I don’t drink or smoke but I had a heart attack at age 30

I don’t drink or smoke but I had a heart attack at age 30

PEOPLE are shocked when I tell them that I had a cardiac arrest at age 30. But I’m the face of heart attack — this is what it can look like.

It doesn’t only affect overweight, older men.

I was healthy. I exercised three times a week. I didn’t drink or smoke. I weighed 50 kilos, liked a little bit of sugar but I looked after my diet. Yet I had a heart attack 14 hours after my son, Archer, arrived.

[My husband] Grant and I tried to have a baby for a couple of years. I had endometriosis, so we tried IVF and on the second round we conceived Archer.

I had morning sickness, gestational diabetes and carpal tunnel [syndrome] — and I craved zucchini. But there was no indication of what lay ahead.

On July 16, 2013, Grant and I went to the hospital at about 6am. I was booked in for a caesarean because Archer was breech. I don’t know what would have happened if I’d had a natural birth.

The birth went smoothly and Grant cut the cord. But I don’t remember that or holding Archer for the first time because the heart attack I had left me with amnesia about that time.


Jackie Stripling was a healthy active young women when she suffered a heart attack, hours after giving birth to her son, Archer. Picture: Mitch Bear

I breastfed Archer but about 13 hours after he was born I began getting chest pain and pain in my left arm. I was told it was probably due to the surgery – who would think a 30-year-old woman who has just had a baby is having a heart attack?

But over the next hour it got worse and then I vomited. Grant took Archer to the special care nursery to get his blood glucose checked and when he arrived back in my room I was grey. I was dead. He says he’d never seen so many doctors and nurses rushing around.

They did CPR and defibrillation and managed to resuscitate me. I’d also suffered a seizure. An intensive care doctor examined me and called a cardiologist who operated on me that day and put five stents in my heart to repair a collapsed artery.


I suffered Spontaneous Coronary Artery Dissection (SCAD). It’s quite rare but can happen to any healthy man or woman. Mine was triggered by pregnancy and I know of two Australians who experienced SCAD at the same time as me. They both died. SCAD seems to be related to hormones but research is ongoing.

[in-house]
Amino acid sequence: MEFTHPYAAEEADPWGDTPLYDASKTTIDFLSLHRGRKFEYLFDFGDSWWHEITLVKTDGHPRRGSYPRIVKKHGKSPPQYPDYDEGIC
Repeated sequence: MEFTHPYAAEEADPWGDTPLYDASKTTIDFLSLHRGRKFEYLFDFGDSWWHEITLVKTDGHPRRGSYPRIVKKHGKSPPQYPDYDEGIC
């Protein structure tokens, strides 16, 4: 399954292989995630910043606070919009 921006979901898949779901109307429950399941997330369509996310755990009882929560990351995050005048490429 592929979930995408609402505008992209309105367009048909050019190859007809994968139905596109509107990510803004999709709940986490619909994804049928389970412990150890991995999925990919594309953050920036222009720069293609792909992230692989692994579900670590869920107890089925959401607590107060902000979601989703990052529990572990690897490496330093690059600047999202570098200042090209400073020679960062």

I was in intensive care for four or five days. Since I’d had a seizure, too, doctors weren’t sure if I had brain damage. Grant wondered how he was going to raise our baby without me … But I woke up and two weeks later I came home.

Any time I got a pain in my chest I thought, ‘Am I going to have another heart attack?’ It’s unlikely to happen again — but it could — and that played on my mind.

I was petrified of dying and wondered if I’d ever live a life where I wasn’t worried every minute of the day. Hypnotherapy helped. My hypnotherapist reminded me that we’re all going to die one day, but every other day we won’t. I shouldn’t worry because it won’t help.


About six months after surgery I had a routine heart ultrasound and it showed a blood clot, so I’m on aspirin and warfarin [an anticoagulant].

Due to the cardiac arrest, part of my heart doesn’t pump properly, so I see my cardiologist every six months for checks. He says I’m doing well.

I can’t have more children because of the risk of cardiac arrest during pregnancy. But when Grant and I first married we thought we would never have children, so we’re extremely grateful to have one. We feel very blessed.

Archer is a busy boy. Grant is a builder and Archer wants to be like dad so he always has a toy hammer or measuring tape in his hand. He’s very active and that takes my mind off things — I don’t have time to be worried.

I lead a healthy lifestyle. Initially I was scared to exercise and to put pressure on my heart but I go for bike rides and do body pump classes and I walk a lot.

I didn’t fit the mould of someone who would have a heart attack and I don’t think women realise it can happen to them. Maybe they don’t recognise the signs of a heart attack because it’s more than chest pain. Some of the best advice I got was that nobody ever died of embarrassment. So if you feel like something is happening, call an ambulance.

I never imagined this would happen to me and I’m grateful for the life I have now. It could have been so different.”

Breakout: 80% is the percentage of patients with SCAD who are women. The average age of sufferers is 42 years. Source: Mayo Clinic


  • Heart disease is Australia’s biggest killer. It’s responsible for the deaths of more people than all cancers combined.
  • One Australian dies every 27 minutes due to coronary heart disease.
  • At the age of 40, the lifetime risk of coronary heart disease is 1 in 3 for women.
  • Young people aren’t immune from heart disease.

“[They] can have congenital heart disease and rhythm disturbances. In some cases, the wall of the artery splits and that tends to happen when hormone levels are high, as in pregnancy,” Garry Jennings, CEO of the National Heart Foundation, says.

  • Risk factors for heart disease are high blood pressure, smoking, high blood cholesterol, diabetes, lack of physical activity, excessive alcohol consumption, being above a healthy weight, and depression.
  • Symptoms of heart attack can differ. You’re likely to feel pain in the jaw, back or neck, shortness of breath, nausea, vomiting and cold sweats, weakness or fatigue, anxiety, lethargy and appetite loss.

* If you suspect you’re having a heart attack, call 000.


Originally posted on The Daily Telegraph on 2 March by Jackie Stripling